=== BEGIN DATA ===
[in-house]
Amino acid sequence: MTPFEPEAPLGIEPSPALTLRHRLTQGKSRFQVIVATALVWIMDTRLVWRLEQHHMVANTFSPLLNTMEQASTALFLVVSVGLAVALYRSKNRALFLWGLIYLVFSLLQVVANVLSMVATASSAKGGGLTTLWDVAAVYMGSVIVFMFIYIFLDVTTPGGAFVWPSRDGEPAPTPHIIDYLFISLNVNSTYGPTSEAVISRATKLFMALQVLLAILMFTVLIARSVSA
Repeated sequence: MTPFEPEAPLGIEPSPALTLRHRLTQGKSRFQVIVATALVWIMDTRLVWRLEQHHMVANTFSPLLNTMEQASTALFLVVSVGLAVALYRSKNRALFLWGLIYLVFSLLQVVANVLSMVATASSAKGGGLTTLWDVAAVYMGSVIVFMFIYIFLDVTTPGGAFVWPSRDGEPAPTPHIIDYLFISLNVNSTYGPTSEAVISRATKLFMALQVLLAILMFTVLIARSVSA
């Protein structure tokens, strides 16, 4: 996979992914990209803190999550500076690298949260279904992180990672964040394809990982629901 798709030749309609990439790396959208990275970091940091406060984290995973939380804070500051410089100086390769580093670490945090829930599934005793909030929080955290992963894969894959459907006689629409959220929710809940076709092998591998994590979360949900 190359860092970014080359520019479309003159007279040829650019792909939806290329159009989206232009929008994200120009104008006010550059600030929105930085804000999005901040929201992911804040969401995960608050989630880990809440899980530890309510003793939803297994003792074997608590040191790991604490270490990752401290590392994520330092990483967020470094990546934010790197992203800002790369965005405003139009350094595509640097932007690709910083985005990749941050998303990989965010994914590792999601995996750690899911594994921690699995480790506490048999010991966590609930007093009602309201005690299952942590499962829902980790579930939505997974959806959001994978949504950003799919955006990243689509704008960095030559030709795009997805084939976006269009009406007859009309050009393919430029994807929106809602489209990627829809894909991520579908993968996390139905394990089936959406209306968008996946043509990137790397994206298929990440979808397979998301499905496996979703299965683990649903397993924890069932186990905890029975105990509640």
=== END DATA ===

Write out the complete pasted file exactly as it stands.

[in-house]
Amino acid sequence: MTPFEPEAPLGIEPSPALTLRHRLTQGKSRFQVIVATALVWIMDTRLVWRLEQHHMVANTFSPLLNTMEQASTALFLVVSVGLAVALYRSKNRALFLWGLIYLVFSLLQVVANVLSMVATASSAKGGGLTTLWDVAAVYMGSVIVFMFIYIFLDVTTPGGAFVWPSRDGEPAPTPHIIDYLFISLNVNSTYGPTSEAVISRATKLFMALQVLLAILMFTVLIARSVSA
Repeated sequence: MTPFEPEAPLGIEPSPALTLRHRLTQGKSRFQVIVATALVWIMDTRLVWRLEQHHMVANTFSPLLNTMEQASTALFLVVSVGLAVALYRSKNRALFLWGLIYLVFSLLQVVANVLSMVATASSAKGGGLTTLWDVAAVYMGSVIVFMFIYIFLDVTTPGGAFVWPSRDGEPAPTPHIIDYLFISLNVNSTYGPTSEAVISRATKLFMALQVLLAILMFTVLIARSVSA
């Protein structure tokens, strides 16, 4: 996979992914990209803190999550500076690298949260279904992180990672964040394809990982629901 798709030749309609990439790396959208990275970091940091406060984290995973939380804070500051410089100086390769580093670490945090829930599934005793909030929080955290992963894969894959459907006689629409959220929710809940076709092998591998994590979360949900 190359860092970014080359520019479309003159007279040829650019792909939806290329159009989206232009929008994200120009104008006010550059600030929105930085804000999005901040929201992911804040969401995960608050989630880990809440899980530890309510003793939803297994003792074997608590040191790991604490270490990752401290590392994520330092990483967020470094990546934010790197992203800002790369965005405003139009350094595509640097932007690709910083985005990749941050998303990989965010994914590792999601995996750690899911594994921690699995480790506490048999010991966590609930007093009602309201005690299952942590499962829902980790579930939505997974959806959001994978949504950003799919955006990243689509704008960095030559030709795009997805084939976006269009009406007859009309050009393919430029994807929106809602489209990627829809894909991520579908993968996390139905394990089936959406209306968008996946043509990137790397994206298929990440979808397979998301499905496996979703299965683990649903397993924890069932186990905890029975105990509640």